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E-commerce in China


Considering the growing importance of e-commerce in China, many foreign investors are willing to enter this market. Today, China weights 668 million internet users and in the first half of 2015, e-commerce in China generated more than USD 253 billion in sales (representing almost 10% of China’s total consumer retail sales). In addition, the widespread use of social medias (such as Weibo and WeChat), where retailers can directly sell their products, while customers can pay through the platform and share their experience with other users, also fosters online sales. However, China’s regulatory framework for e-commerce is not simple and foreign investors need to get familiar with some local practices (including payments in RMB).


SELLING GOODS FROM AN OFFSHORE WEBSITE
 
Considering the complexity of the legal framework, some foreign companies prefer to sell their goods through a website hosted on a server located outside China, with no onshore presence. For that purpose, the website is generally translated into Chinese, the goods are shipped to China by a postal company and the customers pay in foreign currency. Foreign entities operating this way do not need to comply with Chinese laws and regulations on e-commerce. However, this option also presents some drawbacks: foreign websites remain under the discretionary supervision of the Chinese authorities (who can decide to block the access of any unwelcome website), Internet access is slower, and because of foreign exchange policies, Chinese customers are limited in the amount they can spend on overseas purchase.


ESTABLISHING AN ONSHORE E-COMMERCE BUSINESS
 
Online sales carried through Foreign Invested Enterprises (“FIEs”) established locally present several advantages: the website can be hosted on a Chinese server, which often speeds-up the access, and customers can pay in RMB directly without limitation on the amount spent. In addition, FIEs engaged in e-commerce activities can receive payments in RMB by using a third party processor such as AliPay.
 
Nonetheless, FIEs willing to carry e-commerce activities in China fall under the supervision and control of the Ministry of Industry and Information Technology (“MIIT”). Depending on the nature of their activities, they either need to comply with an Internet Content Provider record-filing procedure (“ICT Filing”), or to apply for an ICP license (“ICT License”) with the MIIT.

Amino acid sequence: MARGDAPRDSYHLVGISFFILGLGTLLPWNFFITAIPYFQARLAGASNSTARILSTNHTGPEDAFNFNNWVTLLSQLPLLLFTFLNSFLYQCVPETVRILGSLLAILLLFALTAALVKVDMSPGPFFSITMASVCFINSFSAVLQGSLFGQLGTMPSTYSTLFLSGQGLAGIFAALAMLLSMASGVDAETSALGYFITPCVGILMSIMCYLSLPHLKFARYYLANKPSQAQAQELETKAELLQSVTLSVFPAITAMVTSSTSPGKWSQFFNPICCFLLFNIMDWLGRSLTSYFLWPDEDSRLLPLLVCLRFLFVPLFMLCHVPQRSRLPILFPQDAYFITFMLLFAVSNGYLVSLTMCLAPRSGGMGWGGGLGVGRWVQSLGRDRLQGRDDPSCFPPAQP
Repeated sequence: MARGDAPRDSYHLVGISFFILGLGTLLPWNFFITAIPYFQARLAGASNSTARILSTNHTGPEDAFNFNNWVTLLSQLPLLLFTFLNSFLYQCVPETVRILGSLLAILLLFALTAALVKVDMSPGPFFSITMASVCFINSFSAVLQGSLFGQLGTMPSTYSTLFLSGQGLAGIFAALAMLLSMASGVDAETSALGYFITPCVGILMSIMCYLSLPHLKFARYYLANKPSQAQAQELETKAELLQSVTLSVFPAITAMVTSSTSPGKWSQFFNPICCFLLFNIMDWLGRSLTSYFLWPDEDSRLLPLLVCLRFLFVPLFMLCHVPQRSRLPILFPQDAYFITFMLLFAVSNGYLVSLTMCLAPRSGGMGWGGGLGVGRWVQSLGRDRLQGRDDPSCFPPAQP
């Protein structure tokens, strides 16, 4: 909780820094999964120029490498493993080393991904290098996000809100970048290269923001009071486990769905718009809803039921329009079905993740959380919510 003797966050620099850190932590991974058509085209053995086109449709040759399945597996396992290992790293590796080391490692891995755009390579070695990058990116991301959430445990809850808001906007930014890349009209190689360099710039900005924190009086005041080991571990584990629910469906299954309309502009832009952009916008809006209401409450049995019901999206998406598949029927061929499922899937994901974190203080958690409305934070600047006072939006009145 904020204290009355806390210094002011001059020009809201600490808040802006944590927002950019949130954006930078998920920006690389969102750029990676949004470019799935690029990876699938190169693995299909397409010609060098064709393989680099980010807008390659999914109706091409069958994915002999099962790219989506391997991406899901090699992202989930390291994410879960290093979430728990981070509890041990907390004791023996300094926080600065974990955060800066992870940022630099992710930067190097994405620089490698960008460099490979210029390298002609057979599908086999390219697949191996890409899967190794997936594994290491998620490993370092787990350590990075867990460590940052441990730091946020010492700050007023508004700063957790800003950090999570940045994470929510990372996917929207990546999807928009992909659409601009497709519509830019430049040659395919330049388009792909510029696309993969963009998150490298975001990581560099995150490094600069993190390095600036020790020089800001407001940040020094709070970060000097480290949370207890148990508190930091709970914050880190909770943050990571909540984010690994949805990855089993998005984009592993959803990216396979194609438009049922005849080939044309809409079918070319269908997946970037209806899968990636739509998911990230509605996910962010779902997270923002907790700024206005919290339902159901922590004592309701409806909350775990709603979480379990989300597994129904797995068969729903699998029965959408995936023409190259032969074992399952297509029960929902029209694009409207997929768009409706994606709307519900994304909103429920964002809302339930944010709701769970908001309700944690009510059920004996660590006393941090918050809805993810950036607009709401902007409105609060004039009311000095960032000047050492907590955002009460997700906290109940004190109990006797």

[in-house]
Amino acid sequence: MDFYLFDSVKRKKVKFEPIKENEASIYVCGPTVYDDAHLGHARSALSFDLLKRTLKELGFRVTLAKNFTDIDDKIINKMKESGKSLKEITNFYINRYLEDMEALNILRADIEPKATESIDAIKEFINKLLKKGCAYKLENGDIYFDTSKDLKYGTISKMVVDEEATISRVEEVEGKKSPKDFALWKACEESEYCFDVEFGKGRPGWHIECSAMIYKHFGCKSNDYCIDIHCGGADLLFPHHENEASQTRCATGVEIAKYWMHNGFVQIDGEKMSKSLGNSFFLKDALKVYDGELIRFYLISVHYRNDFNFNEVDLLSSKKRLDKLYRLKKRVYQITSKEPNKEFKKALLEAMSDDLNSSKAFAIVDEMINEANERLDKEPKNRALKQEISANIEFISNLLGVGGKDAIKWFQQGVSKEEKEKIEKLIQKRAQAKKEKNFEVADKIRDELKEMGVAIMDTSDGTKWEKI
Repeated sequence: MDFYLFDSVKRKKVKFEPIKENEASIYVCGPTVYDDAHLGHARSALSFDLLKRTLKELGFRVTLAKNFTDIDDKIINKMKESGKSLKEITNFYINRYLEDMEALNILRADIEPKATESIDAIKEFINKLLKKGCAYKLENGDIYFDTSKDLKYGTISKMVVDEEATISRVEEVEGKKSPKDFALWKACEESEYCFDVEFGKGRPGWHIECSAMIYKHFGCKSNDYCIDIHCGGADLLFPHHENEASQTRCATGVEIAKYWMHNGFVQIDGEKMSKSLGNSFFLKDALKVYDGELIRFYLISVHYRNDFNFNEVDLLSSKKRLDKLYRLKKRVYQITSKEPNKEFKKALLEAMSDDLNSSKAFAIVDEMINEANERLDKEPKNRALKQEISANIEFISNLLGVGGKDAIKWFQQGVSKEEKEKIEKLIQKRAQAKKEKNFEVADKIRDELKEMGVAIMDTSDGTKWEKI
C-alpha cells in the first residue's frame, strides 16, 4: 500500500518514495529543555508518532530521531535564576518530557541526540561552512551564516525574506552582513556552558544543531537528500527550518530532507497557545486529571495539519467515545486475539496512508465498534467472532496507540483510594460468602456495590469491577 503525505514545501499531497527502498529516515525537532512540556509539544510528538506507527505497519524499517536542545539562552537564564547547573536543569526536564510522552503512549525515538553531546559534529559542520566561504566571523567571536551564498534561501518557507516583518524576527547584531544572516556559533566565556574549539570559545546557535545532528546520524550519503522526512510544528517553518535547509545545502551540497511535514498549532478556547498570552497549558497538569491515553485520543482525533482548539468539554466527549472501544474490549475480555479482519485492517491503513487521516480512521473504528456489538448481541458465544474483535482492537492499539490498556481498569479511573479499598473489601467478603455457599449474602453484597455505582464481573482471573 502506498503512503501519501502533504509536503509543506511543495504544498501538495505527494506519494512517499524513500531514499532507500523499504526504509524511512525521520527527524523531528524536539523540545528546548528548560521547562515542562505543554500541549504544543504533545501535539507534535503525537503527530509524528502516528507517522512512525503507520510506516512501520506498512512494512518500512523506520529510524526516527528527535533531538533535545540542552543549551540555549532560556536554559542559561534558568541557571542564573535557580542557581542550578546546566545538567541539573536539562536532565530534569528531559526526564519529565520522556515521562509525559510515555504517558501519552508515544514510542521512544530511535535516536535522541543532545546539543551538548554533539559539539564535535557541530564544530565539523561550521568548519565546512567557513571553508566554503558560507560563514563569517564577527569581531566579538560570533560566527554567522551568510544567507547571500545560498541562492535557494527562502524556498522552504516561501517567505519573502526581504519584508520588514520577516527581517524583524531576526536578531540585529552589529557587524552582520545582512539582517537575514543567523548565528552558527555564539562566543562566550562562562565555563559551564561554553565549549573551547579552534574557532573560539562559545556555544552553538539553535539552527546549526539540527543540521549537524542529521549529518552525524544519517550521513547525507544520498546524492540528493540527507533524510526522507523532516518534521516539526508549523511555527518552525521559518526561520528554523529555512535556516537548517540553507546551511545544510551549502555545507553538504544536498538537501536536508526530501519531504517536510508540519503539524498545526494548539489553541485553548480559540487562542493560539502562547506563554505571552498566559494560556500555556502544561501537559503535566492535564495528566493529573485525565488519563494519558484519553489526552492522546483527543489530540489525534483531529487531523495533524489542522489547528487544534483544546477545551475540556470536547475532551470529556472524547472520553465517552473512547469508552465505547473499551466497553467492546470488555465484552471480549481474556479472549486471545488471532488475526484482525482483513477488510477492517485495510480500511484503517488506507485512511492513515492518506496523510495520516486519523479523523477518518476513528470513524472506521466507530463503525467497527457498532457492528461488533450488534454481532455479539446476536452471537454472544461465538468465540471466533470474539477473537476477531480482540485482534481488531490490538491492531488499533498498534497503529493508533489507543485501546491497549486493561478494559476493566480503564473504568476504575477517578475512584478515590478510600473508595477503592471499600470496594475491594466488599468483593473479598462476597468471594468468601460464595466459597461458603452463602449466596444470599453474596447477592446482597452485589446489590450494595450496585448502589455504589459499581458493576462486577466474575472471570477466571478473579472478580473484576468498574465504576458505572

FIEs engaged in online sales as an extension of their retail activities simply need to report their website to the MIIT for ICP Filing. FIEs engaged in production activities shall first ask the approval of the MOFCOM to extend their business scope to retail activities. Once allowed to carry retail activities, they can also apply for ICP Filing. The scope of products sold online remains strictly limited to the products already sold and/or manufactured by such entities.
 
FIEs exclusively engaged in online sales are also subject to ICP Filing, provided they first obtained approval from the MOFCOM.
 
FIEs engaged in network services for other trade parties by using their own platforms, shall apply for an ICP License. Nationwide, such FIEs can only be incorporated as Sino-foreign joint-ventures where the Chinese partner shall hold at least fifty percent (50%) of the equity. In practice however, very few ICP Licenses have been granted to FIEs and apart from major foreign multinationals such as Amazon and Microsoft, ICP Licenses were only granted to fully domestic companies. The door seems to be opening to foreign investors established in the Shanghai Free Trade Zone, where the restriction on foreign equity ratio was removed, allowing such investors to set up WFOEs carrying network services through online platforms.
 
In both cases, the MIIT shall provide the applying entities with an ICP number, which shall be displayed prominently on the related website, together with the business license (and any other specific commercial license) of such entities. In addition, entities engaged in online sales shall establish a system for the return and exchange of goods, maintain sales records and strictly protect consumers’ privacy and commercial secrets.

September 2015

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